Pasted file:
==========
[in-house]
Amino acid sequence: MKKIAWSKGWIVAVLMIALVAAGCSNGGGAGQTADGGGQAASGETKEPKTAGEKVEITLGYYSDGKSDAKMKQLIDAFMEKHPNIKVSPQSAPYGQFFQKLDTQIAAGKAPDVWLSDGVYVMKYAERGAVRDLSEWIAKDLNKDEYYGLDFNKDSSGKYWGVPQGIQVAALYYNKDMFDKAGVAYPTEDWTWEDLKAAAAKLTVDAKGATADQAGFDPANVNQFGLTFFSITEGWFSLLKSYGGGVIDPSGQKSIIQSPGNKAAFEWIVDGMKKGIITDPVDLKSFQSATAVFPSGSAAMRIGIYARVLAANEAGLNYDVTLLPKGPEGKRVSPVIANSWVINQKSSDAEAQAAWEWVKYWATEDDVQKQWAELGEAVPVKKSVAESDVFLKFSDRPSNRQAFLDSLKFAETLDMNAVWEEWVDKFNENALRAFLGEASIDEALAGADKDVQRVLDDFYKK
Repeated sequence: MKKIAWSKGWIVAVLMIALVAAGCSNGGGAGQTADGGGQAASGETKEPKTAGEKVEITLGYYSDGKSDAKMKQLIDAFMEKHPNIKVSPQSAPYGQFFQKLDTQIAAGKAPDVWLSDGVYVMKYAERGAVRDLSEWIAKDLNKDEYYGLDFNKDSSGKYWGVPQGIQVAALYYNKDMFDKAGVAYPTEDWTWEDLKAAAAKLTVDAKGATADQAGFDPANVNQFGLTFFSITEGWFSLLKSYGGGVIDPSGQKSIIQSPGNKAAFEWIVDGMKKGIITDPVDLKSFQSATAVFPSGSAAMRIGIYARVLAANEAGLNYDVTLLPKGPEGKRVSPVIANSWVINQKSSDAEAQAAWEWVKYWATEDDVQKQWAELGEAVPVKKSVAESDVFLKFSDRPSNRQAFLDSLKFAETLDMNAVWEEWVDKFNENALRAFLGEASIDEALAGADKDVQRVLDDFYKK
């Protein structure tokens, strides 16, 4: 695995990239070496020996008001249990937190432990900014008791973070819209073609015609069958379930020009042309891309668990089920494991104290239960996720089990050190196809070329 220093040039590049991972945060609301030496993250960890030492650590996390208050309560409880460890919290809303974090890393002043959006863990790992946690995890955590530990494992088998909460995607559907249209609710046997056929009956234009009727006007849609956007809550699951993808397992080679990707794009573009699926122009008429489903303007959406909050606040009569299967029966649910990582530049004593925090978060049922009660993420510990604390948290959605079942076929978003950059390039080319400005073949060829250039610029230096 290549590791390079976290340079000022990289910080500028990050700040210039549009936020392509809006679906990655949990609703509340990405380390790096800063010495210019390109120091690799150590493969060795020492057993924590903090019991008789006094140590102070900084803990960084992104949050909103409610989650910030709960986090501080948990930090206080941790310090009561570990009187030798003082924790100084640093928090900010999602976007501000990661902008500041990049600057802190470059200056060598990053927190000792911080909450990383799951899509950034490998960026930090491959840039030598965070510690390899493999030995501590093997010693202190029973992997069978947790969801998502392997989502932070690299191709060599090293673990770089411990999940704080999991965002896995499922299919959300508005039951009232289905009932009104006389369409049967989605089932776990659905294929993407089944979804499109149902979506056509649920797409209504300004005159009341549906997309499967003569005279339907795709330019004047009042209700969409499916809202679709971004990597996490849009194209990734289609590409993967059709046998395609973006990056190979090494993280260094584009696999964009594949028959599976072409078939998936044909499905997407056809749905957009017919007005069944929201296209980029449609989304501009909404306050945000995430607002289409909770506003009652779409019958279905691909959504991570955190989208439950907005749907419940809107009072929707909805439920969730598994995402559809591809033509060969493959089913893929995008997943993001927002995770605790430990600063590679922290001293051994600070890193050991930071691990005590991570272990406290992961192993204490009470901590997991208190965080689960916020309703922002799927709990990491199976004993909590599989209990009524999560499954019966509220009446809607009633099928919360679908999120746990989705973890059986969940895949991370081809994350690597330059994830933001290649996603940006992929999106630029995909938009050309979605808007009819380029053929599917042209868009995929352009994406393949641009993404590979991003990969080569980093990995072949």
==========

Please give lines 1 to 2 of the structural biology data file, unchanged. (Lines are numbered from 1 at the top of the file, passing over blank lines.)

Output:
[in-house]
Amino acid sequence: MKKIAWSKGWIVAVLMIALVAAGCSNGGGAGQTADGGGQAASGETKEPKTAGEKVEITLGYYSDGKSDAKMKQLIDAFMEKHPNIKVSPQSAPYGQFFQKLDTQIAAGKAPDVWLSDGVYVMKYAERGAVRDLSEWIAKDLNKDEYYGLDFNKDSSGKYWGVPQGIQVAALYYNKDMFDKAGVAYPTEDWTWEDLKAAAAKLTVDAKGATADQAGFDPANVNQFGLTFFSITEGWFSLLKSYGGGVIDPSGQKSIIQSPGNKAAFEWIVDGMKKGIITDPVDLKSFQSATAVFPSGSAAMRIGIYARVLAANEAGLNYDVTLLPKGPEGKRVSPVIANSWVINQKSSDAEAQAAWEWVKYWATEDDVQKQWAELGEAVPVKKSVAESDVFLKFSDRPSNRQAFLDSLKFAETLDMNAVWEEWVDKFNENALRAFLGEASIDEALAGADKDVQRVLDDFYKK